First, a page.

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Liberal democracy not a panacea for all of HK's woes

I hope readers will not be misled into thinking that the people of Hong Kong enjoyed greater freedom prior to the 1997 handover than they do now (Too soon for HK people to fully embrace 'one country, two systems', by Mr Teo Kueh Liang; July 16).

Britain ruled Hong Kong for 155 years, but during that time, the city did not have a representative government or universal suffrage that some quarters are pushing for right now.

Its way of life has largely remained intact since 1997, with people enjoying great autonomy and freedom relative to their mainland counterparts.

Why did it awaken to the need for universal suffrage only now, when it had 155 years to do so?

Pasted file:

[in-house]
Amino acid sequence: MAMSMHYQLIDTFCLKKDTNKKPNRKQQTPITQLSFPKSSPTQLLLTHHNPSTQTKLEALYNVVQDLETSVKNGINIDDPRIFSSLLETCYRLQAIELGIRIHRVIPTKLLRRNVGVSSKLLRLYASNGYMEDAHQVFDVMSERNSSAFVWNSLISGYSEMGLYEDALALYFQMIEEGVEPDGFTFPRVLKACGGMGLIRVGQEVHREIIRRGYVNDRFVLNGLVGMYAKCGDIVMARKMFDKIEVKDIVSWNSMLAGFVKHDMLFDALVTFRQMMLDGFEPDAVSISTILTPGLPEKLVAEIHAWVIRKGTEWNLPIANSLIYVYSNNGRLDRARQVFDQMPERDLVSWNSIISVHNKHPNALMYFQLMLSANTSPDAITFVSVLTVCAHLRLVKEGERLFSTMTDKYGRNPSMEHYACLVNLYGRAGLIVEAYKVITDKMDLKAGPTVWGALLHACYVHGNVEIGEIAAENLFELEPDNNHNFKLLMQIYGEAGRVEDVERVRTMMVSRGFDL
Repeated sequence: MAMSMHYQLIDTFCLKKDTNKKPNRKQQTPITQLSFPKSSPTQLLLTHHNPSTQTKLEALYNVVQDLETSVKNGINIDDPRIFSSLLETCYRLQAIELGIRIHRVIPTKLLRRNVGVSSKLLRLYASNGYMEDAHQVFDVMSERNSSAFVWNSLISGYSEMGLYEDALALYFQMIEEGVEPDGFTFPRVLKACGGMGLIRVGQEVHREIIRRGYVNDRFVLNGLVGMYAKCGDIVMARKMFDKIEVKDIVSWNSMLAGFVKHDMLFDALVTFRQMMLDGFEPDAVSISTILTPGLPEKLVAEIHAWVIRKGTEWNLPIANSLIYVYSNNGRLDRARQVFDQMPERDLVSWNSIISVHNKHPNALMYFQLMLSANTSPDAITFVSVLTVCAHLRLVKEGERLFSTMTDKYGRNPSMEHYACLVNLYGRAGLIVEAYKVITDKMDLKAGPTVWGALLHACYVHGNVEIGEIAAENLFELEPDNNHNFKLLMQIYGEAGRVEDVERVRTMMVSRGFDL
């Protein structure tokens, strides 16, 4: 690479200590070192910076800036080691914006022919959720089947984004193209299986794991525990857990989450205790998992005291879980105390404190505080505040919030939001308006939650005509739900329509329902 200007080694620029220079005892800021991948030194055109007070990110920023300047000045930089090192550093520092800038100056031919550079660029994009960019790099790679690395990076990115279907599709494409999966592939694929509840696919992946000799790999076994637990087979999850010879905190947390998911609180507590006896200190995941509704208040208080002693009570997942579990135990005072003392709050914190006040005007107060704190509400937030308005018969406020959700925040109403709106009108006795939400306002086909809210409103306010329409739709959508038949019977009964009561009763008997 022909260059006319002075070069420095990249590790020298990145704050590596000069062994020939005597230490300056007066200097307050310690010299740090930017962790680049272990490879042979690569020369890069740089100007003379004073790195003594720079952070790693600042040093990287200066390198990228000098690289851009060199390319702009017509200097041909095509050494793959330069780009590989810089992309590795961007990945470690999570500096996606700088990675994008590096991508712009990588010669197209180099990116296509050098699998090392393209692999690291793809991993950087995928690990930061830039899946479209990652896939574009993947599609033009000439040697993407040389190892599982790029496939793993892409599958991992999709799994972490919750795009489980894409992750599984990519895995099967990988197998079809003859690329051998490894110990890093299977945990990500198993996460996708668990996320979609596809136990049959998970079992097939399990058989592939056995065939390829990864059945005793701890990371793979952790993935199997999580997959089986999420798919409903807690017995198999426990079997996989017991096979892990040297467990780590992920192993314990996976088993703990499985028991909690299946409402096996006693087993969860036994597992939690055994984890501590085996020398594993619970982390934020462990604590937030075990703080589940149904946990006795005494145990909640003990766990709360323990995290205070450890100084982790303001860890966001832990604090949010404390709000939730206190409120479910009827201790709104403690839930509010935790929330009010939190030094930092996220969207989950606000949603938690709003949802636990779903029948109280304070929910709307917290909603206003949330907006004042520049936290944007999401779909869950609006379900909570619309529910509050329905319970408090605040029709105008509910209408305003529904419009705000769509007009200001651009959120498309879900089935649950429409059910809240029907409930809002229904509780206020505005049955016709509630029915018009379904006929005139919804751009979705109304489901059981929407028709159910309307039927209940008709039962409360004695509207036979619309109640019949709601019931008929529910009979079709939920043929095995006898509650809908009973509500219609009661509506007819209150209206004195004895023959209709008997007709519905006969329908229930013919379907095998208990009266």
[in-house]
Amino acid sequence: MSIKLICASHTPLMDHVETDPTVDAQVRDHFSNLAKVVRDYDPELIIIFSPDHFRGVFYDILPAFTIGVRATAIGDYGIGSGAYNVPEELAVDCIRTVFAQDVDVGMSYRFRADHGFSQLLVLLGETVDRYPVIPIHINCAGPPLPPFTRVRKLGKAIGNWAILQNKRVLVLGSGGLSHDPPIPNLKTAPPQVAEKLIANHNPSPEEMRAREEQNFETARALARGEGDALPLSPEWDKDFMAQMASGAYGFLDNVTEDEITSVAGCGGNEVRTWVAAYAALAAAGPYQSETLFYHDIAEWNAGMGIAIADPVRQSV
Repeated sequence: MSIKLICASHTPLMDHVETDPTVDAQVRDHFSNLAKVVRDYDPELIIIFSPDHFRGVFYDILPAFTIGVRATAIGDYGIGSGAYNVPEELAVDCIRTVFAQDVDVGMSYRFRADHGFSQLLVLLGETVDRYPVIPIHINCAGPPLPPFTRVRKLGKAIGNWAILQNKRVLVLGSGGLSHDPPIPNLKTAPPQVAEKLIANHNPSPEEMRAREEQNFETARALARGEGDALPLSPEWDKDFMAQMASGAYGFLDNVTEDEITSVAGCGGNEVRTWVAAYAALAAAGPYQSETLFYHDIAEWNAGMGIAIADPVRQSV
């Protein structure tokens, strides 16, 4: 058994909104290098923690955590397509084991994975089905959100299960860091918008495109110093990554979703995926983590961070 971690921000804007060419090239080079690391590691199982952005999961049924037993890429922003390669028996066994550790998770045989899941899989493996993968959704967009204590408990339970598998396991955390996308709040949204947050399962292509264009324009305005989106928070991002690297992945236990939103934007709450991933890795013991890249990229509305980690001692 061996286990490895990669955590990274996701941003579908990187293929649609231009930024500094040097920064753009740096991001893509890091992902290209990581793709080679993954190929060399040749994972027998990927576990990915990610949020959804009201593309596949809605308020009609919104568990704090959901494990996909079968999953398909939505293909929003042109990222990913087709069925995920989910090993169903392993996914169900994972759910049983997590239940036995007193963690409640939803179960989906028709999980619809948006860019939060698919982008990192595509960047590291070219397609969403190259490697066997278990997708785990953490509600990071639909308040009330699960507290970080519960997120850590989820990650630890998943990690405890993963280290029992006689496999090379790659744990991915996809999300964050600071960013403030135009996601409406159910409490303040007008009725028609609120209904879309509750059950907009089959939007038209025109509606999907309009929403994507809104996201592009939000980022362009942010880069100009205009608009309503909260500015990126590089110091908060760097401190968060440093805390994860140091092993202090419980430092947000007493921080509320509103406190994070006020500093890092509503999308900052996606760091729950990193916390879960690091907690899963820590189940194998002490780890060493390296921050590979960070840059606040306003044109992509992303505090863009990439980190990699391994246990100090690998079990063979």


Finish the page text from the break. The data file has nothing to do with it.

It is perhaps the reversal of fortune that is most disconcerting to some.

Colonial Hong Kong enjoyed great economic prosperity relative to a backward China.

Now, China has innovated and grown, but Hong Kong's economy has remained largely the same, with emphasis on property, finance and retail services.

Low economic growth, limited job prospects and unaffordable housing have hit the post-handover generation the most, and it is this group that is mesmerised by the "rosy" colonial era.

Low economic growth, limited job prospects and unaffordable housing have hit the post-handover generation the most, and it is this group that is mesmerised by the "rosy" colonial era.

Liberal democracy will not be a panacea for all its ills.

Hong Kong should not exacerbate its woes by dissociating itself from the larger markets up north.

Ideology, advanced by a minority of pan-democrats, does not address the livelihood concerns of ordinary people.

Aligning Hong Kong within the ambit of "one country, two systems" is what will ensure its relevance.

Lee Teck Chuan

A version of this article appeared in the print edition of The Sunday Times on July 30, 2017, with the headline 'Liberal democracy not a panacea for all of HK's woes'. Print Edition | Subscribe